Lee Kee-heung has been re-elected for a second term as Korean Sport and Olympic Committee (KSOC) President, with his victory enabling him to retain his position as an International Olympic Committee (IOC) member.
The KSOC said 2,170 voters were eligible to participate in the election, with a reported 1,974 ultimately cast by member federations and sport associations.
Lee received a total of 915 votes to secure a second four-year term in the post.
Kang Shin-wook, a university professor and former head of the Korean Alliance for Health, Physical Education, Recreation, and Dance, finished second with 507 votes.
Former Korea Basketball Association head Lee Jong-kul was third with 423, while Korea Sailing Federation President Yoo Joon-sang placed fourth on 129.
According to South Korean news agency Yonhap, Lee’s three opponents had initially attempted to unify to oust the incumbent official but failed to combine their efforts and ultimately split the vote.
Lee had been permitted to stand for a second term without risking his IOC membership, after amendments to election rules by South Korea's Ministry of Culture, Sports and Tourism.
Under the KSOC statutes, Lee would have needed to resign 90 days prior to the upcoming KSOC Presidential election if he were to seek a second term.
Changes allowed Lee to temporarily stand down during the election campaign, rather than resigning outright.
The changes were approved as part of an "election fairness plan."
The election campaign proved controversial, with Lee Kee-heung and Lee Jong-kul clashing during a debate.
Lee Jong-kul accused the incumbent KSOC President of embezzlement and abuse of authority, including allegations he had hired family members and concealed their salaries.
Lee Kee-heung rejected the claims and accused his rival of defamation of character.
Both officials filed complaints to the police, according to Yonhap News.
Kang had also claimed the other candidates had tried to force him to quit the election race.
A second debate did not take place after agreement could not be reached with all four candidates.
The initial debate had seen discussion over the elimination of abuse in sport, promoting sports participation and ensuring more financial independence for the KSOC.
The KSOC has faced the prospect of being split into two entities by the South Korean Government, leading to the IOC warning of potential Government interference.
Should the Government fail to heed the warnings, the KSOC could face suspension from the IOC.
A South Korean Government Committee in 2019 recommended the KSOC be divided into two entities – one functioning as the NOC and the other overseeing sports for all – amid abuse scandals and allegations of corruption.
Lee, following his re-election, said he hoped to find a reasonable solution with the South Korean Government.
"I have never fought with the Government, there are only differences," Lee told News1 Korea.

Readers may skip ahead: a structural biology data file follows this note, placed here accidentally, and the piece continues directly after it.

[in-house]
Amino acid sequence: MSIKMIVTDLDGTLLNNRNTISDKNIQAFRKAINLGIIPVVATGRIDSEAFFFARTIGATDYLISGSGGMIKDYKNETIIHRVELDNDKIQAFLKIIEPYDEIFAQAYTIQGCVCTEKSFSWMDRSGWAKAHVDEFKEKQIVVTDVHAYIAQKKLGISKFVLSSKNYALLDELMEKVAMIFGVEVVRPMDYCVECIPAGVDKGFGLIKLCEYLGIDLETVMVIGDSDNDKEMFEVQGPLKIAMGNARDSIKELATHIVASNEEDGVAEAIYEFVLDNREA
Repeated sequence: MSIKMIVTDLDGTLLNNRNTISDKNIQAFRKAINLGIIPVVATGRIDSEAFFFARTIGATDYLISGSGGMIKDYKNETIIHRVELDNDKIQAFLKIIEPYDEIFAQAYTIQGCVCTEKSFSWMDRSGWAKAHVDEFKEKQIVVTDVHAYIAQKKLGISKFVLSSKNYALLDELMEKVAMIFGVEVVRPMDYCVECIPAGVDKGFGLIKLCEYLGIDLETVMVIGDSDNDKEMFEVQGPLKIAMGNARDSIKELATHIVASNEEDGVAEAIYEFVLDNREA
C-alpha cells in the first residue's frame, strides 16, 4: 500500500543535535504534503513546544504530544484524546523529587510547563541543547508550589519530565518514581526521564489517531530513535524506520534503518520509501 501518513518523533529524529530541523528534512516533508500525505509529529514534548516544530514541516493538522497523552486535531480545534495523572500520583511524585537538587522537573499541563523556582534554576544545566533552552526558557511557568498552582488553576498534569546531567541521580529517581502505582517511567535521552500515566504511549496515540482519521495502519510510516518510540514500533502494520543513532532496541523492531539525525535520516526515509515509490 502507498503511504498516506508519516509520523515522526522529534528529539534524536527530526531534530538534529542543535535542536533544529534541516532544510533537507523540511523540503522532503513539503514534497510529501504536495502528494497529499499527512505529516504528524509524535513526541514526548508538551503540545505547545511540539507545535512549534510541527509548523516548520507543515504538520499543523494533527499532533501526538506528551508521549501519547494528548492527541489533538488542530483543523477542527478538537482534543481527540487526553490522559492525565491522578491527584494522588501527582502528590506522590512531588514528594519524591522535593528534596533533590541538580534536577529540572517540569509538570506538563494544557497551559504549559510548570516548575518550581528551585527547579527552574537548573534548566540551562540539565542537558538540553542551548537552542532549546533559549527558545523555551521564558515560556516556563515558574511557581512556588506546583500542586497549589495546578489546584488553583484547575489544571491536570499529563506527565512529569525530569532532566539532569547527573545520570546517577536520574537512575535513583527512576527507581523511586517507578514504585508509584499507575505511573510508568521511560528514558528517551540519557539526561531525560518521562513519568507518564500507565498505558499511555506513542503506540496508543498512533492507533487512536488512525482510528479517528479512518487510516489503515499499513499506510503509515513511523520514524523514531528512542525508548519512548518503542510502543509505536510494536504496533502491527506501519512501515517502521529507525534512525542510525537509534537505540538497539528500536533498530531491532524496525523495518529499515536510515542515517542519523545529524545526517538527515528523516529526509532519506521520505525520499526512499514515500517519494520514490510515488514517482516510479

"Disagreements should be discussed sufficiently to find a reasonable solution.
"It has been four years since the Korea Sports Association and KOC were integrated.
"I opposed it four years ago, but incorporated it into law.
"Now it must also be approved by the IOC, it won't be easy.
"If you have a problem, you have to find a solution even if it takes time through conversation."
The KSOC has faced criticism over its handling of abuse allegations within South Korean sport.
This was highlighted after triathlete Choi Suk-hyeon took her own life in July after alleging she had endured years of physical and verbal abuse from her coaching staff.
The KSOC, which upheld bans given to an athlete and a coach following Choi's death, has been criticised by the Sports Ministry for its handling of the abuse claims.
Former national speed skating coach Cho Jae-beom was also jailed in September 2018, after being found guilty of physically assaulting four athletes between 2011 and 2018.
He was last year indicted on charges of sexually assaulting and molesting double Olympic gold medallist Shim Suk-hee, with prosecutors reportedly seeking a 20-year prison sentence.
Lee has been President of the KSOC since 2016.
He was previously President of the Korean Canoe Federation from 2004 to 2009 and vice-president of the Asian Canoe Confederation in 2007.
Lee was then President of the Korea Swimming Federation (KSF) from 2010 to 2016 and vice-president of the Asia Swimming Federation between 2012 and 2016.
He stood down as head of the KSF shortly before being elected President of the KSOC following allegations at the governing body of bribery, embezzlement and fraud in national team member selection.
Lee was South Korea's Chef de Mission at the 2010 Asian Games in Guangzhou and the 2012 Olympics in London.